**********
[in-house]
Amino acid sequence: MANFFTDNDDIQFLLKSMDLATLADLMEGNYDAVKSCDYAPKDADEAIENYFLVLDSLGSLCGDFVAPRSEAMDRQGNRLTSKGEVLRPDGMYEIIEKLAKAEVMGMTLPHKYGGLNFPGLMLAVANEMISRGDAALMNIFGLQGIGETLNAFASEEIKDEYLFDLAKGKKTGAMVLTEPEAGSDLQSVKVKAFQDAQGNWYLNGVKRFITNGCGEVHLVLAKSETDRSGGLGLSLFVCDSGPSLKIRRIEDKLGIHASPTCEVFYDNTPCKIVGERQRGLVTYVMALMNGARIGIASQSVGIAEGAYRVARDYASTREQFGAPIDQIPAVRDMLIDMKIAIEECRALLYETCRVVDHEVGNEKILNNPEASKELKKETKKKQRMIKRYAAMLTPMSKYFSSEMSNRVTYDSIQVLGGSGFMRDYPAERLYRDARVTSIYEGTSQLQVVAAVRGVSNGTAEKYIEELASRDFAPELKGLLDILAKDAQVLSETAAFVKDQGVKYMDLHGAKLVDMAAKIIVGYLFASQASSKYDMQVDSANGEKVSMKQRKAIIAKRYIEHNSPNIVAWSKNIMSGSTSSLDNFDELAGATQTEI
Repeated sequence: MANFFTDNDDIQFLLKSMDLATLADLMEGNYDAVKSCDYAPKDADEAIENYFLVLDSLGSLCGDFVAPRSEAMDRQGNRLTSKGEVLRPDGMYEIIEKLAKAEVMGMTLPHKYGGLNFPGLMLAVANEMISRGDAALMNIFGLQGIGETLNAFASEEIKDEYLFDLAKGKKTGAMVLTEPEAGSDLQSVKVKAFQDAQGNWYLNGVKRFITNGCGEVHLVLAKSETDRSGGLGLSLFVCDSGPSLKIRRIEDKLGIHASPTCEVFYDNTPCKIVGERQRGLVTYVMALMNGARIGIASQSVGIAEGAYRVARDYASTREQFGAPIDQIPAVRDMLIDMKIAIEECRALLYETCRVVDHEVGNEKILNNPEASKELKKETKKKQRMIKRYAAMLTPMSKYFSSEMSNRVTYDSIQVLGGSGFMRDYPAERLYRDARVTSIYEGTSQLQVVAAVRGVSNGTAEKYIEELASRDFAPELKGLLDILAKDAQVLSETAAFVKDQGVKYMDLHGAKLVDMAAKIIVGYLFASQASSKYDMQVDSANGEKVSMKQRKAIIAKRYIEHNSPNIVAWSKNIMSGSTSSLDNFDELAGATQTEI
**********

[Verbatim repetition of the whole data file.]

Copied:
[in-house]
Amino acid sequence: MANFFTDNDDIQFLLKSMDLATLADLMEGNYDAVKSCDYAPKDADEAIENYFLVLDSLGSLCGDFVAPRSEAMDRQGNRLTSKGEVLRPDGMYEIIEKLAKAEVMGMTLPHKYGGLNFPGLMLAVANEMISRGDAALMNIFGLQGIGETLNAFASEEIKDEYLFDLAKGKKTGAMVLTEPEAGSDLQSVKVKAFQDAQGNWYLNGVKRFITNGCGEVHLVLAKSETDRSGGLGLSLFVCDSGPSLKIRRIEDKLGIHASPTCEVFYDNTPCKIVGERQRGLVTYVMALMNGARIGIASQSVGIAEGAYRVARDYASTREQFGAPIDQIPAVRDMLIDMKIAIEECRALLYETCRVVDHEVGNEKILNNPEASKELKKETKKKQRMIKRYAAMLTPMSKYFSSEMSNRVTYDSIQVLGGSGFMRDYPAERLYRDARVTSIYEGTSQLQVVAAVRGVSNGTAEKYIEELASRDFAPELKGLLDILAKDAQVLSETAAFVKDQGVKYMDLHGAKLVDMAAKIIVGYLFASQASSKYDMQVDSANGEKVSMKQRKAIIAKRYIEHNSPNIVAWSKNIMSGSTSSLDNFDELAGATQTEI
Repeated sequence: MANFFTDNDDIQFLLKSMDLATLADLMEGNYDAVKSCDYAPKDADEAIENYFLVLDSLGSLCGDFVAPRSEAMDRQGNRLTSKGEVLRPDGMYEIIEKLAKAEVMGMTLPHKYGGLNFPGLMLAVANEMISRGDAALMNIFGLQGIGETLNAFASEEIKDEYLFDLAKGKKTGAMVLTEPEAGSDLQSVKVKAFQDAQGNWYLNGVKRFITNGCGEVHLVLAKSETDRSGGLGLSLFVCDSGPSLKIRRIEDKLGIHASPTCEVFYDNTPCKIVGERQRGLVTYVMALMNGARIGIASQSVGIAEGAYRVARDYASTREQFGAPIDQIPAVRDMLIDMKIAIEECRALLYETCRVVDHEVGNEKILNNPEASKELKKETKKKQRMIKRYAAMLTPMSKYFSSEMSNRVTYDSIQVLGGSGFMRDYPAERLYRDARVTSIYEGTSQLQVVAAVRGVSNGTAEKYIEELASRDFAPELKGLLDILAKDAQVLSETAAFVKDQGVKYMDLHGAKLVDMAAKIIVGYLFASQASSKYDMQVDSANGEKVSMKQRKAIIAKRYIEHNSPNIVAWSKNIMSGSTSSLDNFDELAGATQTEI